A high school business and lifelong hobby
I grew up passionate about food. But it’s only been in recent years that I’ve realized how frequently and how well my family cooks. A home cooked meal has always been a given in my life. Because it’s just what we Wilkeses do. We cook.
I think cooking plays such an integral role in our lives because we actively place value on our food. My family is a quiet bunch, but we have a knack for flavor. So even when it comes to the simplest dishes, we know how to make them special. We’re “good at food”. And when you’re good at something, you just keep doing it and eventually start sharing it with everyone else around you. It sounds so simple, but food has greatly shaped the way my family functions. To further explain: think of the well-known five love languages (Giving, Quality Time, Words of Affirmation, Acts of Service, and Touch). Our love language is giving. Giving food that is.
I quickly picked up being “good at food” and according to family stories started cooking various dishes at a young age. Except back then, these “dishes” were actually called “concoctions”, since they weren’t quite edible yet. But graduating past my pre-school years, I eventually started getting a bit more experience in what was edible and what was not.
And god knows what these concoctions contained.
I can’t exactly pinpoint the moment in my life when I started cooking. I just know that I always have. I experimented with and created my own cake recipes. I tried numerous combinations of homemade sauces on my spaghetti. I stayed up late making the perfect lunch for school (whole-wheat bread sandwich with spiced turkey, spinach, jalapeño cheese, chipotle mayonnaise, and pesto, thank you very much).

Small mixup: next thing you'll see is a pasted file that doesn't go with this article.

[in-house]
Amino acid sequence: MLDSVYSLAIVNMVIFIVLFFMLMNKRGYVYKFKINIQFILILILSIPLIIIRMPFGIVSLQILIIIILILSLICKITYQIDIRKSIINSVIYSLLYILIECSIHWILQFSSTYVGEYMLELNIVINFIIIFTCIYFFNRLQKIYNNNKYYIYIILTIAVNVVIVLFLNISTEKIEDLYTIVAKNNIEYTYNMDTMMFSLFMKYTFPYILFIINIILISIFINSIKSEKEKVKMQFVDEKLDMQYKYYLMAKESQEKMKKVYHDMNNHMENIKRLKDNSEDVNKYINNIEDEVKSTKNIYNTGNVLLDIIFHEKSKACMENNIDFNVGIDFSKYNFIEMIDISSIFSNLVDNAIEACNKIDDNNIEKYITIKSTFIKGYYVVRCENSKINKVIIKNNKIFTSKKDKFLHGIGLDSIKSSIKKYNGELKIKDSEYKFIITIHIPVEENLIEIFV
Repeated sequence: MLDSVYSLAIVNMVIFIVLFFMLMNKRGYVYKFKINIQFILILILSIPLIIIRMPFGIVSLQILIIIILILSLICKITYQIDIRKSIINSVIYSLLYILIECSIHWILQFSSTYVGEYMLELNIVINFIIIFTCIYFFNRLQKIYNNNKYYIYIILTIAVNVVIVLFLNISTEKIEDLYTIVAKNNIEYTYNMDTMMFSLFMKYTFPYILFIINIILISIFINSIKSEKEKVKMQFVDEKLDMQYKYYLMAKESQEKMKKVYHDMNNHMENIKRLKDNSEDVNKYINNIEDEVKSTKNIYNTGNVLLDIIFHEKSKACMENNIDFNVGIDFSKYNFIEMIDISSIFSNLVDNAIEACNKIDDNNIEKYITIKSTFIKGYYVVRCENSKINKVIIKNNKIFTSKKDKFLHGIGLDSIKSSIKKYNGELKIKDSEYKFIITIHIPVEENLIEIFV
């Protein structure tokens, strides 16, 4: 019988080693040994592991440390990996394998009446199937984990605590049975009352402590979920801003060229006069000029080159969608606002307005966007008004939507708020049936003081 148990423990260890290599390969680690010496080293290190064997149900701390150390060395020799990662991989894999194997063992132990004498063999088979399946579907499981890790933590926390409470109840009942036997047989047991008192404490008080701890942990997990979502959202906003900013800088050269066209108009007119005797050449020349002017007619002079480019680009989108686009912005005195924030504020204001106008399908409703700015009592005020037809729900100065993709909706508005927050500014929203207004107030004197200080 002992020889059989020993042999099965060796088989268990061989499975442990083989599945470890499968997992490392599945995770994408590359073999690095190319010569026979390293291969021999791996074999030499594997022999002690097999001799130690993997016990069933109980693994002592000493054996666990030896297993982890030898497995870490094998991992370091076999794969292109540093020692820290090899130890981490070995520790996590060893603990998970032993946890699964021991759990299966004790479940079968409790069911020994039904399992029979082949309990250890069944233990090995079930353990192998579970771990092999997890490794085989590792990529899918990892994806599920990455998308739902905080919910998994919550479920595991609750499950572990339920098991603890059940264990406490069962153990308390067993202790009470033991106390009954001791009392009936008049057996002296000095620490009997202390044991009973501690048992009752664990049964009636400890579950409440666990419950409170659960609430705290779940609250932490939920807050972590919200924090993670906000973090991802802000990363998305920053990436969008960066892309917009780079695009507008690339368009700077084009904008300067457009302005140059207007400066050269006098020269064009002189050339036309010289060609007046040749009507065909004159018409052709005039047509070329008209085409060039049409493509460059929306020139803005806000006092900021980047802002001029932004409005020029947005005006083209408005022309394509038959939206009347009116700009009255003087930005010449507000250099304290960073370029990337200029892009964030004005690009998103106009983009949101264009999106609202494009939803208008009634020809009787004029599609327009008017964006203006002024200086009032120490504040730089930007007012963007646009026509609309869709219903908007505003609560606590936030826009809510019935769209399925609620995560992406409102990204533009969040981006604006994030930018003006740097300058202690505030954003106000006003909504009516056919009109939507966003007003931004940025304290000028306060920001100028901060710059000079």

And through all of this, I cultivated for myself a distinct particularity when it comes to taste. I still consider myself an avid foodie, cooking frequently and with much delight.
Eventually, in my freshman year of high school, I decided to start my own cake business. My inspiration wasn’t glamorous. I was simply bored in high school and needed another activity. So I just continued with something that I already knew well: Cooking.
My first wedding cake
But I wanted something a little more challenging than just cooking, which is why I gravitated towards baking in particular. Few people realize this, but baking is a much more delicate and specific art than cooking. In cooking, a mistake can be fixed or covered up with other ingredients. But in baking, one mistake could ruin an entire piece. It poses more of a challenge to the baker, and it is one that must be artistically conquered.
I’ve always been particularly drawn towards hands-on art. And in my mind, baking was just another facet of this genre of art. Sugar comes in a fascinating array of forms, just like art comes in a wide array of mediums.
Sugar is fascinating. And I wanted to explore it more. So I picked up a few cake decorating books and did a little online research and started teaching myself about all these forms of sugar.
I did not start with much confidence, since I was measuring myself against work of experts (it’s a bad habit I have). So I began by donating cakes to local events. They weren’t good enough for me to start charging money for them (and at this point, the thought of charging money had not even crossed my mind). But I felt comfortable offering my baking services to friends and family I already knew.
One of my first birthday cakes